What WWF Is Doing
Planning for a healthy Arctic future
It’s not enough to deal with the consequences of climate change as they appear; we need to plan ahead. The reality is that the number of ice-free days in the Arctic Ocean is steadily increasing, and it’s changing things in the Arctic. Less ice means more land and ocean area is opening up to oil extraction, mining and other industrial development. More of the water is open to shipping and fishing. And wildlife are behaving in new ways, moving into new territories, and having increased contact with humans as a result of changing conditions that have upset their traditional migratory patterns, food sources, and habitats.
Building knowledgeSupporting scientific research is a critical part of WWF’s work in the Arctic. It is vitally important that we understand this place and the species that inhabit it, in order to be able to properly plan for its future. To that end, we participate in projects on a wide range of topics, from tracking polar bears, narwhals, and other marine mammals, to projecting the future distribution of sea ice, to mapping the potential impact of an oil spill on the Beaufort Sea. We’re also gathering and compiling key traditional knowledge from the Inuit to complement the research.
Guiding policyBy providing scientific expertise to decision-makers on important Arctic issues, WWF can help shape how the Arctic is managed. Here are a few examples of our governance work:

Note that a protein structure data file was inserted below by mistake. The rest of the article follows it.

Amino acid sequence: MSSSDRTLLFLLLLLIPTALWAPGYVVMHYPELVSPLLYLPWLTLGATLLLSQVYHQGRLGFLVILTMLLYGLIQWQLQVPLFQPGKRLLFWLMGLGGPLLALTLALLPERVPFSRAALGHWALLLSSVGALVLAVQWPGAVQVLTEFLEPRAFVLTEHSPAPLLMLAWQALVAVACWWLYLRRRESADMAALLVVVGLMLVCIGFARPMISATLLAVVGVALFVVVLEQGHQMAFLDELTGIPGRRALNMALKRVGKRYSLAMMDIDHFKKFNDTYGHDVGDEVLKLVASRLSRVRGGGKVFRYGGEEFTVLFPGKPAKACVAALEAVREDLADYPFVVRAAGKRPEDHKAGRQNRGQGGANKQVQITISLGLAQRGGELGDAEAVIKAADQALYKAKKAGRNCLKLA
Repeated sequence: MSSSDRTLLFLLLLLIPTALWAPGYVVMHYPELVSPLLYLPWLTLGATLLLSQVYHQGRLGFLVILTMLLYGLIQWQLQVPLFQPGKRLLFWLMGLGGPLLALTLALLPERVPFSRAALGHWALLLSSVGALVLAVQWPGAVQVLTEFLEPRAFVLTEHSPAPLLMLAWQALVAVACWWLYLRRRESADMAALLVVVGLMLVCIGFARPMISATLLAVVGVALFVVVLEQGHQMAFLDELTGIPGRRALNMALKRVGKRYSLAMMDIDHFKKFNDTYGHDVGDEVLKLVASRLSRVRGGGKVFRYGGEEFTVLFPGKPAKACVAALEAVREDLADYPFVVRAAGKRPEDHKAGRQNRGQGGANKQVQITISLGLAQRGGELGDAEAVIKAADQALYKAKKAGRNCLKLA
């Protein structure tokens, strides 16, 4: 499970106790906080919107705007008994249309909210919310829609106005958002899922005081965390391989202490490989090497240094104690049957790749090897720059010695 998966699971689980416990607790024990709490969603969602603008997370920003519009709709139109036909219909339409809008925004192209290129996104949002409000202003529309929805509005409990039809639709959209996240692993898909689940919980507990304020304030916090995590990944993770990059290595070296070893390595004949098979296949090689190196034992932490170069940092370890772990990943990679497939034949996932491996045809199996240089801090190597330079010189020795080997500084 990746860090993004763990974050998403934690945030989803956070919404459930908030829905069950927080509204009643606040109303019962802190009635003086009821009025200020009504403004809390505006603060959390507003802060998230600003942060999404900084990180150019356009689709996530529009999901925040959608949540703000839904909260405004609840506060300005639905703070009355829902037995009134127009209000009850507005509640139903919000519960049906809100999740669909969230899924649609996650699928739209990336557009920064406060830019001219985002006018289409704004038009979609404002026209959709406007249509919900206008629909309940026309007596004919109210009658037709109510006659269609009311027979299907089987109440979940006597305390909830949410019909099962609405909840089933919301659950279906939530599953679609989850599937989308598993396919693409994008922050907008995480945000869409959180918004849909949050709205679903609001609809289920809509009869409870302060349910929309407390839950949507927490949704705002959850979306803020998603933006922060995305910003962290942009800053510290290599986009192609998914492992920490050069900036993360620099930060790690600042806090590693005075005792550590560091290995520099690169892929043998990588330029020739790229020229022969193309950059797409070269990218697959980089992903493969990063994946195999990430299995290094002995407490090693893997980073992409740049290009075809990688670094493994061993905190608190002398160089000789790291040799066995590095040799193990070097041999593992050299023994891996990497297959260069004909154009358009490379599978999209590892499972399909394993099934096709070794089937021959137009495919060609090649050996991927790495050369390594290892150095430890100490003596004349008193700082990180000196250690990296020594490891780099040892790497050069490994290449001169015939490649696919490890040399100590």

- We are the only environmental NGO to hold observer status on the Arctic Council, an intergovernmental forum to promote cooperation among the Arctic States.
- We are members of the Beaufort Sea Partnership, a coalition of organizations working to ensure the sustainable use of the Beaufort Sea.
- We have contributed to International Maritime Organization discussions on developing a mandatory Polar Code for Arctic shipping.
- We have supported polar bear population surveys that evaluate the health and status of those populations and help determine how they are managed, including harvest quotas.
Partnering with northern communitiesOur work in the far north includes collaboration with northern communities - people who have inhabited the Arctic for thousands of years, and have a wealth of traditional knowledge to share, accumulated over generations. As the Arctic changes, much is at stake for these communities; dangerous weather and ice conditions, unpredictable wildlife patterns, and increased conflict with polar bears pose serious risks not only to their traditional way of life, but to their very lives.
We work with local communities as they make important decisions about how to manage and develop key areas of the Arctic, and collaborate on grassroots initiatives to keep people safe, and reduce the number of defensive kills of polar bears. For example, a new polar bear guard training course will help communities across Nunavut deal with bear encounters, and we are working to protect dog teams by installing electric fence enclosures and bear-resistant metal bins for food storage.
The last ice area
Oil and gas
Tracking polar bears
“She followed the coast into another large fjord in the north, the Woodfjorden. We have seen this summer movement behavior before, where bears walk long distances along the shoreline, often patrolling a certain stretch of coastline the entire summer.”
Learn about polar bears.
Oil Spills in the Arctic
WWF across the Arctic
Learn more about WWF’s Global Arctic Program (links to WWF International).
Introducing students to the magic of the Arctic
Learn about Students on Ice.